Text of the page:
The discovery of carbon in an Australian rock sample that was dated back 4.1 billion years suggests that life may have started on Earth way earlier than once thought.
Geochemists from the University of California Los Angeles have made a fascinating discovery. According to a report from Science Daily, researchers have discovered evidence that life may have existed on Earth as long as 4.1 billion years ago. This is almost 300 million years before the previous best estimates held.
The study, published in the journal Proceedings of the National Academy of Sciences, reveals that life may have gotten a much earlier start than previously thought. According to co-author Mark Harrison, “Twenty years ago, this would have been heretical; finding evidence of life 3.8 billion years ago was shocking.”
According to Harrison, a professor of geochemistry at UCLA, life doesn’t take long to spring up if the conditions and ingredients are right. The study suggests that life was present on the Earth hundreds of millions of years before the mass movement of rocks in the inner solar system, which left the moon riddled with craters.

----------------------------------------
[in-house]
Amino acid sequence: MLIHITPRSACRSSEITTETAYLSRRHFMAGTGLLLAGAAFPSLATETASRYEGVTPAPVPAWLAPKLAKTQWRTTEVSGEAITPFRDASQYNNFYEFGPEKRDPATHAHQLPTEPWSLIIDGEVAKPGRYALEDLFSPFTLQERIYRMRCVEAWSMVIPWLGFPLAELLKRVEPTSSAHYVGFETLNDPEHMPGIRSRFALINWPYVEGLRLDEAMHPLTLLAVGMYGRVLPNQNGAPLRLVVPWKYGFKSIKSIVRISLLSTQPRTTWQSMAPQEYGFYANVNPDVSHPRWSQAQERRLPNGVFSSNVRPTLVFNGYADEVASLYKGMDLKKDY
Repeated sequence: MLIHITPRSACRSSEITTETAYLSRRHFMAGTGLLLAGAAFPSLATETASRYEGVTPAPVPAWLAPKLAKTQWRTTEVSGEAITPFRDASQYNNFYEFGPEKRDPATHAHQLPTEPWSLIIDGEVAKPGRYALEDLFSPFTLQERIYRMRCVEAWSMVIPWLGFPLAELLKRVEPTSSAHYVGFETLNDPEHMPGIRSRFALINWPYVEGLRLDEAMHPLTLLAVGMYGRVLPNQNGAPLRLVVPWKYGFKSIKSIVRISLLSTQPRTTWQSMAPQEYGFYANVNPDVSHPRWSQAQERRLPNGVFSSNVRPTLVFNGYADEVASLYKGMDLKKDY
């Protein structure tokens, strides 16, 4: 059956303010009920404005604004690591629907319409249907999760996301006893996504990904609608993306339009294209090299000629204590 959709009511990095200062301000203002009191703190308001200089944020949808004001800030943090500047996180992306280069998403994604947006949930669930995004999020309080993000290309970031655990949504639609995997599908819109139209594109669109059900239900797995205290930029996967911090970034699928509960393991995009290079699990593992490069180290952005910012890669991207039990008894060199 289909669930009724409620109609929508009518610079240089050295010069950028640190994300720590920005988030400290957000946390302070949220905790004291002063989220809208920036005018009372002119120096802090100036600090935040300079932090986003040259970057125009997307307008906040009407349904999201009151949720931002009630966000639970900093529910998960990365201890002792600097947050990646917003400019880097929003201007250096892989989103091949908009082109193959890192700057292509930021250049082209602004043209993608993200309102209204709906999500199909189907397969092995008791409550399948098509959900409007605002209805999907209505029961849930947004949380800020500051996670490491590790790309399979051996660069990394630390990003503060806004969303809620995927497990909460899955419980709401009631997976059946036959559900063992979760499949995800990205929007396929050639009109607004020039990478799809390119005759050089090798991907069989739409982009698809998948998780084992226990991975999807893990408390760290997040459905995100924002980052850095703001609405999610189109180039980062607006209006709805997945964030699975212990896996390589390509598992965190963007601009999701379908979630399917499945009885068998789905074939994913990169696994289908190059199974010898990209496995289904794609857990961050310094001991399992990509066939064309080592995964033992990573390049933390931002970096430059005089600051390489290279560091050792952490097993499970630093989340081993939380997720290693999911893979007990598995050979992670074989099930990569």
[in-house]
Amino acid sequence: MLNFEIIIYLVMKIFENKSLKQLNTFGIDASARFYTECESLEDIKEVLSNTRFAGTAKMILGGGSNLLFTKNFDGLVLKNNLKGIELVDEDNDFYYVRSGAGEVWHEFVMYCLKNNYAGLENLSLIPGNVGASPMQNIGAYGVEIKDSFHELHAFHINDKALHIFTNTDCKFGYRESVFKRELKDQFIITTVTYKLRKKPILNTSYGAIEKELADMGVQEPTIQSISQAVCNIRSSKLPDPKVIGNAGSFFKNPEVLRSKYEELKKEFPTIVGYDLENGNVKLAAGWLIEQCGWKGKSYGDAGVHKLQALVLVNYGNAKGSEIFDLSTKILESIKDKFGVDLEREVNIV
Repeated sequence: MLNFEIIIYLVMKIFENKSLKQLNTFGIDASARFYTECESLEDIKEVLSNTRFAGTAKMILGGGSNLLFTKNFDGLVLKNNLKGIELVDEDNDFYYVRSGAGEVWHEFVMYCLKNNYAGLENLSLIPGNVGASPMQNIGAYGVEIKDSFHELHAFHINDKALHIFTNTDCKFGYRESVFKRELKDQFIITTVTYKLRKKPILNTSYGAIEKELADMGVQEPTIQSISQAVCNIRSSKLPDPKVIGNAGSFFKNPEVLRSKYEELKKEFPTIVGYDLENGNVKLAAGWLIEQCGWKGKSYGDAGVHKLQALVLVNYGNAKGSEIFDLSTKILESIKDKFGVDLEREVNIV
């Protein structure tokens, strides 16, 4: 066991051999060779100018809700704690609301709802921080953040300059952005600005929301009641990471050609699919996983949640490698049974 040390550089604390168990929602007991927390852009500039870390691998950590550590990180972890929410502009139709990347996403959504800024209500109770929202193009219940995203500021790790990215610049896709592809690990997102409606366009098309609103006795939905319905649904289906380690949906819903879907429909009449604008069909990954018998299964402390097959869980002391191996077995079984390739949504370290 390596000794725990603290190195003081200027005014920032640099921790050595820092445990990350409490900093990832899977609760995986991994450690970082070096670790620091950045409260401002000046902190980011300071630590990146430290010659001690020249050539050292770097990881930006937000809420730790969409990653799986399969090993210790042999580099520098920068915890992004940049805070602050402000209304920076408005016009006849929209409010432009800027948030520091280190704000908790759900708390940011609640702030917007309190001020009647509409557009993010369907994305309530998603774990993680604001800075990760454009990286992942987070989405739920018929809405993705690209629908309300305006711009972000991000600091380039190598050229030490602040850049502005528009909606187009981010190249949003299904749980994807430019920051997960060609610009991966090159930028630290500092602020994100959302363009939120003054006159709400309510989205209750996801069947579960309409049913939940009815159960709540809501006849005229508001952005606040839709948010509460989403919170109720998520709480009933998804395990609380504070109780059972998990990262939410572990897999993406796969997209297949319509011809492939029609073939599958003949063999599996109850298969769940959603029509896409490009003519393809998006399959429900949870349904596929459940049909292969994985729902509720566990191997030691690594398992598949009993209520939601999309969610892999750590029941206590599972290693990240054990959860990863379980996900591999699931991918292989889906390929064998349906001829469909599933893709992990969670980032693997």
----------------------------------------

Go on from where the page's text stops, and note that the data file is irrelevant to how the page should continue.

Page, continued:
According to Patrick Boehnke, Harrison’s co-author and graduate student in Harrison’s lab, “If all life on Earth died during this bombardment, which some scientists have argued, then life must have restarted quickly.”
Scientists long believed that the Earth was dry and barren 4.1 billion years ago, and that it was impossible for life to survive at that time. The new study changes this perception, suggesting that the planet may have looked more like it does today than once thought.